Some of these can certainly coincide. In fact, some of them will likely coincide. So it goes with “the exam” and “the gauntlet.” But while the gauntlet focuses mostly on the process of the review, the exam focuses on the outcome.
Exam code reviews occur when the parlance around what happens at the end involves “pass or fail.” If you hear people talking about “failing” a code review, you have an exam on your hands.
Code review should involve a second set of eyes on something to improve it. For instance, imagine that you wrote a presentation or a whitepaper. You might ask someone to look it over and proofread it to help you improve it. If they found a typo, they wouldn’t proclaim that you had “failed.” They’d just offer the feedback.
Treating code reviews as exams generally hurts morale and causes the team to lose out on the collaborative dynamic.
The review style I call “the soliloquy” involves paying lip service to the entire process. In literature, characters offer soliloquies when they speak their thoughts aloud regardless of anyone hearing them. So it goes with code review styles as well.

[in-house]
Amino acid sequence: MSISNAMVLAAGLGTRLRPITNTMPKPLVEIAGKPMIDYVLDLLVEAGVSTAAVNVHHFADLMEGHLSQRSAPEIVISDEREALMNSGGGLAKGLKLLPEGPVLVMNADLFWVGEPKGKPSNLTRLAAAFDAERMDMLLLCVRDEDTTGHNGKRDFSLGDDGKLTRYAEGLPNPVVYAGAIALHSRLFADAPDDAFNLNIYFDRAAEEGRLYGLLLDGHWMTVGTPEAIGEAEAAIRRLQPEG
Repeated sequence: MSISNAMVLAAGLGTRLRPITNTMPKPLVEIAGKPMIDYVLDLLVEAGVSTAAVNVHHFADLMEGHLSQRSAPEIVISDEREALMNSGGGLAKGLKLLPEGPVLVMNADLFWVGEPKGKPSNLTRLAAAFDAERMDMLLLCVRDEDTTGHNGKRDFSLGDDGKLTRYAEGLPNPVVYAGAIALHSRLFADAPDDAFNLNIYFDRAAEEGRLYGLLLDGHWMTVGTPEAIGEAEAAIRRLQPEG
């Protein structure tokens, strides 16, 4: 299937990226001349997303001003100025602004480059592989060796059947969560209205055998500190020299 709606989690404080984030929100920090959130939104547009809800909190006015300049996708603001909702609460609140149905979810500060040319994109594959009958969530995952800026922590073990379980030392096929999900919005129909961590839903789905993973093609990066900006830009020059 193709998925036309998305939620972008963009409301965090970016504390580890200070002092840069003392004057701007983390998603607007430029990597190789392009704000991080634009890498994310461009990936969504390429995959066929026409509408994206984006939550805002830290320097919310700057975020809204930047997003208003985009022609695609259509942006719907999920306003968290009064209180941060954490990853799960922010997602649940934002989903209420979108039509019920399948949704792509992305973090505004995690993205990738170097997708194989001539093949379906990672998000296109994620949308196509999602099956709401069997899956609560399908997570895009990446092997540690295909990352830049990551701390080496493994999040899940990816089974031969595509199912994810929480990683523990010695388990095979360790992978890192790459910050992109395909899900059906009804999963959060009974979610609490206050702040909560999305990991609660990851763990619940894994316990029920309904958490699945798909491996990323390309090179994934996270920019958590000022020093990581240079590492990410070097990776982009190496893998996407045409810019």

To understand what I mean, think of times in the past where you’ve emailed someone and asked them to look at a commit. Five minutes later, they send back a quick, “looks good.” Did they really review it? Really? You have a soliloquy when you find yourself coding into the vacuum like this.
The downside here should be obvious. If people spare time for only a cursory glance, you aren’t really conducting code reviews.
The Alpha Dog
Again, you might find an “alpha dog” in some of these other sorts of reviews. I’m looking at you, gauntlet and exam. With an alpha dog code review, you have a situation where a particularly dominant senior developer rules the roost with the team. In that sense, the title refers both to the person and to the style of review.